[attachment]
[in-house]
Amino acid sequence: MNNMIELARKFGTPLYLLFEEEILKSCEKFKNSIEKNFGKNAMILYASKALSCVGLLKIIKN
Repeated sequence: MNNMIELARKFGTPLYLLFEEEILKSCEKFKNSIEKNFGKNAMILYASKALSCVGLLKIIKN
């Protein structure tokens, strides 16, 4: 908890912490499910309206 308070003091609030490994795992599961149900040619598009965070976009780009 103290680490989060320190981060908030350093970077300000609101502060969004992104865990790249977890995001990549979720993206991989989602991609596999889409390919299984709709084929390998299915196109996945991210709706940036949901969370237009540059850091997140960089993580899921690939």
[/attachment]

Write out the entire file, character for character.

[in-house]
Amino acid sequence: MNNMIELARKFGTPLYLLFEEEILKSCEKFKNSIEKNFGKNAMILYASKALSCVGLLKIIKN
Repeated sequence: MNNMIELARKFGTPLYLLFEEEILKSCEKFKNSIEKNFGKNAMILYASKALSCVGLLKIIKN
């Protein structure tokens, strides 16, 4: 908890912490499910309206 308070003091609030490994795992599961149900040619598009965070976009780009 103290680490989060320190981060908030350093970077300000609101502060969004992104865990790249977890995001990549979720993206991989989602991609596999889409390919299984709709084929390998299915196109996945991210709706940036949901969370237009540059850091997140960089993580899921690939």